Iranians are struggling over the legacy and even the legitimacy of an Islamic revolution that triumphed 31 years ago this week. No compromise is in sight.
Opposition leaders Mirhossein Mousavi and Mehdi Karoubi have called for more anti-government rallies on Thursday, the climax of official anniversary celebrations. But they acknowledge that the youthful protest movement has dynamics beyond their control.
Iran also faces growing Western calls for targeted sanctions after President Mahmoud Ahmedinejad on Sunday ordered production of higher-grade uranium, stirring fears that Tehran aims to make nuclear bombs, not just fuel for civilian use as it says [ID:nLDE61705I]
Iran's oil-based economy is already under financial strains that have forced Ahmadinejad to seek cuts in fuel, food and other subsidies which, if enacted, could stoke popular discontent.
The Islamic Republic has survived many challenges, not least a 1980-88 war started by Iraq's Saddam Hussein, whose forces were propped up by Gulf Arab oil money and Western weaponry.
But the national unity forged in that trauma has long given way to rifts within clerical and political elites that widened after Ahmadinejad was re-elected in a June vote. His foes cried foul. Street protests have flared periodically ever since.
Iran is ready for a real change, said Beirut-based Iraqi sociologist Faleh Abdul-Jabbar. The broad social alliance that brought Ayatollah Ruhollah Khomeini to power is fractured now.
Poor citydwellers and migrant peasants formed the bulk of the urban masses which helped Khomeini topple the U.S.-backed shah in 1979, he argued. The middle classes have since grown, helped by economic reform, cultural relaxation and relative prosperity under Ahmadinejad's more moderate predecessors.
The clerical class that was united behind Khomeini is split. The political elite is also divided, Abdul-Jabbar said.
Protesters angered by alleged election rigging have proved resilient, marching with their green emblems time and again, despite violent crackdowns, mass detentions and even executions.
The authorities, who have deployed religious Basij militia alongside other security forces to crush past protests, last week said nine more people would be hanged soon in connection with post-election unrest. Two were hanged the previous week.
PROSPECTS FOR COMPROMISE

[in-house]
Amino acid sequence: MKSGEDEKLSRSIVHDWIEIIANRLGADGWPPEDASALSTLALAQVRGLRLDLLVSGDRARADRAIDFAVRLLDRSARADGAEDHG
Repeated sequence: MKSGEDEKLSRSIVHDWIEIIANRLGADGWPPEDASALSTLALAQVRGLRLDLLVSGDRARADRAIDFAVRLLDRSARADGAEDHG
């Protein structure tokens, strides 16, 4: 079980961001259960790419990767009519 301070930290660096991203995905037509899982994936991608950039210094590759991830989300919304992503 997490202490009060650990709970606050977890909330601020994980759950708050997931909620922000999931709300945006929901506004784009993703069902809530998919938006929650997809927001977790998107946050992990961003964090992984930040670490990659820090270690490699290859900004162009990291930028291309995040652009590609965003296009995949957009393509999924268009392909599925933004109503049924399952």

Some conservative politicians opposed to Ahmadinejad have proposed differentiating opposition critics from rioters, but the president, backed by the powerful Revolutionary Guard organization and its Basij auxiliary, has given no ground.
In December Mousavi dropped his previous insistence on cancelling the June election, setting out opposition demands that seemed to leave some room for a deal with the authorities.
But he hardened his tone last week, saying repression showed that the revolution had not achieved its goals. Filling the prisons and brutally killing protesters show that the roots of ... dictatorship remain from the monarchist era, he declared.
No compromise is possible unless sanctioned by Supreme Leader Ayatollah Ali Khamenei, who openly backed Ahmadinejad after the election, harming his own status as a lofty arbiter.
The question is whether Khamenei will sacrifice Ahmadinejad or stick to him and challenge the people, said Ali Nourizadeh, of the London-based Center for Arab and Iranian Studies.
He said Khamenei might opt to replace the abrasive president with a conservative figure such as Ali Larijani, the parliament speaker, or Mohammad Baqer Qalibaf, the mayor of Tehran.
Some in the opposition who now demand far bolder changes than ousting Ahmadinejad might see this as window-dressing.
Such compromises might have worked five months ago, but not now, said Ali Ansari, at St Andrew's University in Scotland. There's a serious threat of further radicalisation.
Some protesters have mocked Iran's clerical leadership with cries of Down with the dictator aimed at Khamenei.
Both sides face a dilemma in reaching across the divide.
If they don't compromise, the country risks descent into political chaos. If they do, they will face a severe backlash from some of their more passionate supporters, Trita Parsi, who heads the Washington-based National Iranian American Council.
In the case of the Greens in particular, it is not clear to what extent the streets would accept a compromise struck by the movement's informal leaders, he said of the opposition.
LEVERS OF POWER
Iran's leaders face unprecedented challenges, but it would be rash to predict the imminent demise of an entrenched system.
They still have the keys of the military and security institutions and have regained the initiative, said Mustafa Alani, a security analyst at the Gulf Research Center in Dubai.
Hardliners would use foreign pressure on the nuclear issue to justify repression of agents or saboteurs at home, he said.
Ahmadinejad may need scapegoats to divert blame for subsidy cuts he hopes will save up to $100 billion a year and make Iran less vulnerable to any Western sanctions on petrol imports -- although diplomats say likelier targets include Iranian banks, shipping firms and companies run by the Revolutionary Guards.
Even if Ahmadinejad stays in power until the end of his term, he will be the weakest president since the revolution, said one Iranian analyst, who asked not to be named. He has no prestige internationally and no legitimacy inside Iran.
Ironically, Iranian hardliners may see intransigence as the best way to avoid the mistakes of the shah, perceived to have contributed to his own downfall by making late concessions.
Standing firm, reacting harshly and turning their own crowds out in the streets are their way of forestalling yet another revolution, wrote Hawaii University's Farideh Farhi.
(Editing by Samia Nakhoul)